Question: Recently I watched the movie with commentary of amongst others Carrie Fisher. I noticed that she didn't have any comment about the scene where Harrison Ford puts his hand on her breast. Did she ever made a comment about that in a magazine or in an interview? Did Harrison Ford?

Answer: I've never seen anything on the subject. Seriously, though, why would either of them comment on the incident? It was an on-set slip-up that made it into the film, nothing more than that and, to be blunt, hardly unusual. In all likelihood, neither really remembers the incident among the many slip-ups that both have undoubtedly experienced in their lengthy careers.

Tailkinker Premium member

Question: I've read that in the expanded/extended universe books, Palpatine has a son named Triclops, who he was disappointed in. Why didn't he like him? Why wouldn't he want to try to train his own son instead of spending time trying to get Vader's son to join him?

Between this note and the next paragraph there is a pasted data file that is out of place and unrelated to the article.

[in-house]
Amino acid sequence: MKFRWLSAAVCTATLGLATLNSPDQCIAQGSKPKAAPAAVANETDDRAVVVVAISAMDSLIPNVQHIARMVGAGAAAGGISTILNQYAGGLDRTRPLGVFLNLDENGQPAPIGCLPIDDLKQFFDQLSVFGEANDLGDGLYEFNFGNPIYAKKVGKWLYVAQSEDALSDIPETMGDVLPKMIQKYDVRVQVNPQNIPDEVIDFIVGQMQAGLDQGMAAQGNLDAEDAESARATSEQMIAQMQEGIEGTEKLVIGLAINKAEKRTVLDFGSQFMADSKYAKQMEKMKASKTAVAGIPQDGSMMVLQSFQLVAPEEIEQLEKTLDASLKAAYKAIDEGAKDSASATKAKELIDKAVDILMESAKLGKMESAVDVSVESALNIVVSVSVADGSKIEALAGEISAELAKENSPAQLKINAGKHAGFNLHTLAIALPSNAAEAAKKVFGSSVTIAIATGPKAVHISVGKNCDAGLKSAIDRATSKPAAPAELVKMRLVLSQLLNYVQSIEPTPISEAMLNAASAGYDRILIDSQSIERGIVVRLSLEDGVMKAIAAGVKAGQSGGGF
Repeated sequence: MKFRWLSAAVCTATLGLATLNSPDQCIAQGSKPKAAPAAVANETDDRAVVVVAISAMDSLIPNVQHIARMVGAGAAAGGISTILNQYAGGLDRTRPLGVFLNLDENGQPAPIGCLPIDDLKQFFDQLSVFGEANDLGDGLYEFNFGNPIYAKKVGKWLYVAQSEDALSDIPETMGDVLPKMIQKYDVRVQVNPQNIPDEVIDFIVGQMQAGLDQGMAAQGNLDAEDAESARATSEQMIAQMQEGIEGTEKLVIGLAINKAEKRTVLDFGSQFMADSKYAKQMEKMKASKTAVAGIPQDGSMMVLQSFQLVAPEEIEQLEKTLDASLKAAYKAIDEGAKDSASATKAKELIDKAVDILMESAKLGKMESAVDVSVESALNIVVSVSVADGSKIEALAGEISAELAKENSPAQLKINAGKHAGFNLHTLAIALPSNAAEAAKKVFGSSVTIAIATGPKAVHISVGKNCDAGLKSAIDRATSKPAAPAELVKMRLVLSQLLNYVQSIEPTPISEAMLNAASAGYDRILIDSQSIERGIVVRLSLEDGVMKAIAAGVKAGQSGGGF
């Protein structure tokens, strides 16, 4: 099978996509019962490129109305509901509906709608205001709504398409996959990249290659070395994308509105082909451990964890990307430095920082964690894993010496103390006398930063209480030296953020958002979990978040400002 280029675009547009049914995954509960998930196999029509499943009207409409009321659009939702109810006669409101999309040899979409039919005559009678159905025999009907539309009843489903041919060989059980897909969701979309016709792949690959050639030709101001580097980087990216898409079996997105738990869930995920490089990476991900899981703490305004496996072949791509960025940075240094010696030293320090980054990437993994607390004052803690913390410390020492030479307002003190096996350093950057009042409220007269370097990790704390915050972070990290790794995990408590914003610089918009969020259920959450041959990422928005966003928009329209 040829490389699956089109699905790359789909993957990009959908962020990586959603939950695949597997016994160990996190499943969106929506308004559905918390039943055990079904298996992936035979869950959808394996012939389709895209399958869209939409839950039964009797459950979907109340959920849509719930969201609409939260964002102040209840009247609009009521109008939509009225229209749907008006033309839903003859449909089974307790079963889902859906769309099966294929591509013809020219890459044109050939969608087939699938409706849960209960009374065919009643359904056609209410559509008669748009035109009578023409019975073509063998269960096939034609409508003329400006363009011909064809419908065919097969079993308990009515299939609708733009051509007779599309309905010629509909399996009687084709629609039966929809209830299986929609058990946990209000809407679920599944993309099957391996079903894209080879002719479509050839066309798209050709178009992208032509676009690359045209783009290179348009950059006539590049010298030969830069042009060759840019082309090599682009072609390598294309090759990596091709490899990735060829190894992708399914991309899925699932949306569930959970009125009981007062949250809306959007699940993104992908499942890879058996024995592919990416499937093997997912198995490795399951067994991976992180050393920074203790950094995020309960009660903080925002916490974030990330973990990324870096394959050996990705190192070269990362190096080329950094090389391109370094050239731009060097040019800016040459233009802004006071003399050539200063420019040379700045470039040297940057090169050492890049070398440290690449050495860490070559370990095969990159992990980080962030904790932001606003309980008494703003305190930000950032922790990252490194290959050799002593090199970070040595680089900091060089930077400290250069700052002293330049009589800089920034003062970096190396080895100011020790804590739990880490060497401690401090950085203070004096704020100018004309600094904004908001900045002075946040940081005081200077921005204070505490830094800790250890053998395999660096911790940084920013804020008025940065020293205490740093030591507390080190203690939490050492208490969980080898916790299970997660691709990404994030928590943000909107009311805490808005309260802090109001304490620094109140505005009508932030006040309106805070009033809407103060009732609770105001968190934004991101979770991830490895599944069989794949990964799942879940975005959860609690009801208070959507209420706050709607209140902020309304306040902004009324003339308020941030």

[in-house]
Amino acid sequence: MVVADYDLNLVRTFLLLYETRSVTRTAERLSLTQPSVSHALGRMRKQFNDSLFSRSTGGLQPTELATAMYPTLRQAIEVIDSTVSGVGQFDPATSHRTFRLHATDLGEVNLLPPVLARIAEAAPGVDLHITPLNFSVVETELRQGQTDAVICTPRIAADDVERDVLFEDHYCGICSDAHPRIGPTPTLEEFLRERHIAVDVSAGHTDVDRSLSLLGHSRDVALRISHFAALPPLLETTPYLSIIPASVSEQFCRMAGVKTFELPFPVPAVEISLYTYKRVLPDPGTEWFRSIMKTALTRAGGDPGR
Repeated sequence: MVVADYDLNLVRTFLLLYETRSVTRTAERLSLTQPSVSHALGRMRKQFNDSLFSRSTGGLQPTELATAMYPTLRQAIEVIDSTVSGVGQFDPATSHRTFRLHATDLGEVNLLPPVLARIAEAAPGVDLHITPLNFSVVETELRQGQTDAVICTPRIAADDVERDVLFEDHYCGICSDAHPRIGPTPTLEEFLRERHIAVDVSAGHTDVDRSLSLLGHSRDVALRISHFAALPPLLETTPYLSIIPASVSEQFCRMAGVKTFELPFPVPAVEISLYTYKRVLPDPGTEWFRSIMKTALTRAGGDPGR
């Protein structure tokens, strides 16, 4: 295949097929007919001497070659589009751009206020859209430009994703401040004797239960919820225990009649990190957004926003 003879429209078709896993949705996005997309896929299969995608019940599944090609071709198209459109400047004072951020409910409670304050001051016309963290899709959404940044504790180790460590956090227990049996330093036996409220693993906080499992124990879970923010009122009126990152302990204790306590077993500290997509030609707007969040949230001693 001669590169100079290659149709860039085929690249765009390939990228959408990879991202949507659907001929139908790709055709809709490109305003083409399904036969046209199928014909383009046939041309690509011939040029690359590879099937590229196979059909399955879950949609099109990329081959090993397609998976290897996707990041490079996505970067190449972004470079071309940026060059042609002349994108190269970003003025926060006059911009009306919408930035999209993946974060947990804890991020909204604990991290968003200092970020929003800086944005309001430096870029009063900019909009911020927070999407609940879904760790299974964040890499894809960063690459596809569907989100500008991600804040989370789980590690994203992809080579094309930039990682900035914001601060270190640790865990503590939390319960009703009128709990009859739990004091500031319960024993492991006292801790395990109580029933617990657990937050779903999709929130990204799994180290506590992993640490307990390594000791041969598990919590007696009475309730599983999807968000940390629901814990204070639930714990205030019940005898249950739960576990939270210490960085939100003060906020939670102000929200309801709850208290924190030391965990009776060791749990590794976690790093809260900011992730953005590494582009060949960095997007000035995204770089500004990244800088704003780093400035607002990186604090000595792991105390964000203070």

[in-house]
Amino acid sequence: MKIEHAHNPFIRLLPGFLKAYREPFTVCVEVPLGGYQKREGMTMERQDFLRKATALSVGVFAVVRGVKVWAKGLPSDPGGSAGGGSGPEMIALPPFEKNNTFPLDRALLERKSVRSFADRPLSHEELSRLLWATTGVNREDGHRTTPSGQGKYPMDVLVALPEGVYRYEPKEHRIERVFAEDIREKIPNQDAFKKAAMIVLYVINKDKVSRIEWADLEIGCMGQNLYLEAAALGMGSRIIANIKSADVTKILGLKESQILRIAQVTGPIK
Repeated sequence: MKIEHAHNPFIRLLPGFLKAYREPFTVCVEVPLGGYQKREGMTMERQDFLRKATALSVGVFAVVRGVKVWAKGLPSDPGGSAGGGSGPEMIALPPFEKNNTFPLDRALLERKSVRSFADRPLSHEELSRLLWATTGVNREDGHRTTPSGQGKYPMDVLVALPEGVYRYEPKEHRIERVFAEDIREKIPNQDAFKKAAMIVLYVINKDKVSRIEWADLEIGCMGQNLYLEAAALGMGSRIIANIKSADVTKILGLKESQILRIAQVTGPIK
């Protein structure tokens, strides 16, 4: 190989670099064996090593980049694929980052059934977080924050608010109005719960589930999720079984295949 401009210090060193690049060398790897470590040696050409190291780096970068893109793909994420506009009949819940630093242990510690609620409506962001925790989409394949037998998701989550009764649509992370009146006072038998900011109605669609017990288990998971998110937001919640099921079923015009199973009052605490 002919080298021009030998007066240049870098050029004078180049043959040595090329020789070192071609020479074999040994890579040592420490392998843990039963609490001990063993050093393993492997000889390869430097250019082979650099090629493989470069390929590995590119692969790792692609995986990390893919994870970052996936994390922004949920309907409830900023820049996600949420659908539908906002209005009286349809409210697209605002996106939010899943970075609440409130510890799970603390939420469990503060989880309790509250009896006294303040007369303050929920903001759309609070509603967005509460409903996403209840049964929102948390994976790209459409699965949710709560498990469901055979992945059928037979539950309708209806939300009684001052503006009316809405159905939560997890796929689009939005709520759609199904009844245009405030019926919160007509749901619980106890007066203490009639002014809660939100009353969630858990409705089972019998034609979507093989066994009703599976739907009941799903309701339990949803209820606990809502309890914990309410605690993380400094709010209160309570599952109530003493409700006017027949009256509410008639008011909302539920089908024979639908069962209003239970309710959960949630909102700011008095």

Answer: For one very simple reason - Triclops was a pacifist.

Tailkinker Premium member

Question: Are there any scenes or references to black holes in any of the "Star Wars" episodes?

Answer: The only reference is a rather obscure one - Han explains in "A new Hope" that the Millennium Falcon did the Kessel Run in 12 parsecs. The Kessel Run is a smuggling route through a cluster of black holes - the faster your ship, the more direct route can be made. The results is measured not in time, but by how close you could cut the black holes, hence the use of "parsecs" as a measure.

Twotall

Question: How come we didn't get to see Qui-Gon Jinn's spirit in the end when it was he, himself, who taught Yoda and Obi-Wan (who taught Anakin) this force ability? I think it would have looked good.